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Contemporary Americans, wrote the philosopher Richard Rorty, are "rich fat [and] tired;" they live in an "Alexandrian" culture.

Craig Brandon's new book, The Five-Year Party: How Colleges Have Given Up On Educating Your Child and What You Can Do About It, describes, in bland and angry prose, just the sort of universities Alexandrian cultures get.


America has, along with scads of terrible universities, an impressive number of spectacular ones. Craig Brandon's not interested in the spectacular ones. He rightly notes that the bulk of college-age people in this country end up in the party schools. This makes him angry.

A recovering Keene State University professor, Brandon is angry that so many of our schools just sit there, stewing in 4 Loko, flunkies, and football; he notes that although almost no one learns anything on these campuses, plenty of party school students graduate -- alcoholic, big with debt, and as intellectually null as they were on entry. (Randy Newman fans will recall his line about students at Louisiana State U: "Went in dumb, come out dumb too.") The graduates turn into huge losers with shitty jobs and lifelong repayment burdens.


You've seen the top party school lists. The ten yearly winners - on some of whose campuses you can discover ghettos of scholarly excellence amid the stately athletic homes - sit unsteadily atop a seething, ambitious mass of lower-ranked party schools who resent the better drugs, more criminalized basketball teams, and more cynical faculties of the winners. In the race to the top, lower-ranked schools learn to their sorrow that without a dynamic synergy among politicians, trustees, administrators, and faculty, you're not going to get there. The top-ranked party schools boast decades of debauchees at the helm and are basically untouchable.


Brandon rages, chapter after chapter, at the waste of money, time, and intellect party schools represent; he's scandalized by the sheer danger of attending them: "[I]f you concentrate five thousand to twenty thousand adolescents in an area of a few acres and figure that about 40 percent of them are intoxicated at any one time, date rape [among many other crimes] is perhaps the inevitable result." He talks about death by fraternity, sadistic fraternities, fraternities that kill. He definitely doesn't like fraternities.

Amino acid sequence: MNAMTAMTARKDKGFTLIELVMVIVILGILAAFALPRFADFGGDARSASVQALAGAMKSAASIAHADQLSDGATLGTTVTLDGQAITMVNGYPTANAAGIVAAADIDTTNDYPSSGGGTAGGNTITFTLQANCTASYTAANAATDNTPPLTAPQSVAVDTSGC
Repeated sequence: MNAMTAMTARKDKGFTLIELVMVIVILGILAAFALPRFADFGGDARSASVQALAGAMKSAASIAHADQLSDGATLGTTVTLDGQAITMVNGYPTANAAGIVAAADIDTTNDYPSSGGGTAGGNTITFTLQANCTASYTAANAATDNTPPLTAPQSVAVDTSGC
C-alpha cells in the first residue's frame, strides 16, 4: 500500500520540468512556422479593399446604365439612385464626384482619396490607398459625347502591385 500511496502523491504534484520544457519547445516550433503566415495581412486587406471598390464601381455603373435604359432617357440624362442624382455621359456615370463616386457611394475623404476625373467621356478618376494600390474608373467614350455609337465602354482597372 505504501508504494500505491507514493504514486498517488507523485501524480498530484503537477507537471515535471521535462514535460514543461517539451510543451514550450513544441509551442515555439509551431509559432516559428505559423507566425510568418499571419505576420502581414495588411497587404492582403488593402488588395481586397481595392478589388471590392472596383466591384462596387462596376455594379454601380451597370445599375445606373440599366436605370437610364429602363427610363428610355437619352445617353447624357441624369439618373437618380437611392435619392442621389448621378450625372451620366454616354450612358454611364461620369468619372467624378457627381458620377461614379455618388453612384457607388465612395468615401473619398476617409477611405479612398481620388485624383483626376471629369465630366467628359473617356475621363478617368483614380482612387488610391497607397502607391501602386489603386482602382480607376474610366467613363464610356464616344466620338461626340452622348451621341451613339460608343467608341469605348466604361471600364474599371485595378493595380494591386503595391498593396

I don't want to seem glib. Brandon's book is right about almost everything - about the mercenary motives of these schools, their demoralized professors and wasted students... But it's wrong about one big thing. Brandon thinks that serious numbers of the parents of these students care. Or that they would care if they knew what he's telling them in his book. His book's rather patronizing subtitle evokes a world of wee ones whom pa and ma are trying to protect...


Alexandrian students come from Alexandrian parents.

Or look at it this way: Many University of Georgia students come from University of Georgia parents. Their parents know perfectly well what's going on, because they went to school there. They've been tailgating there since they were knee-high to a New Belgium Fat Tire.

America is still rich enough to afford palming off large numbers of its young people onto party schools for four years. Hell, it's rich enough to risk electing people like Christine O'Donnell to the Senate.

Rich people, as you learned when you read The Great Gatsby (unless you went to a party school and didn't read it), tend to be irresponsible.

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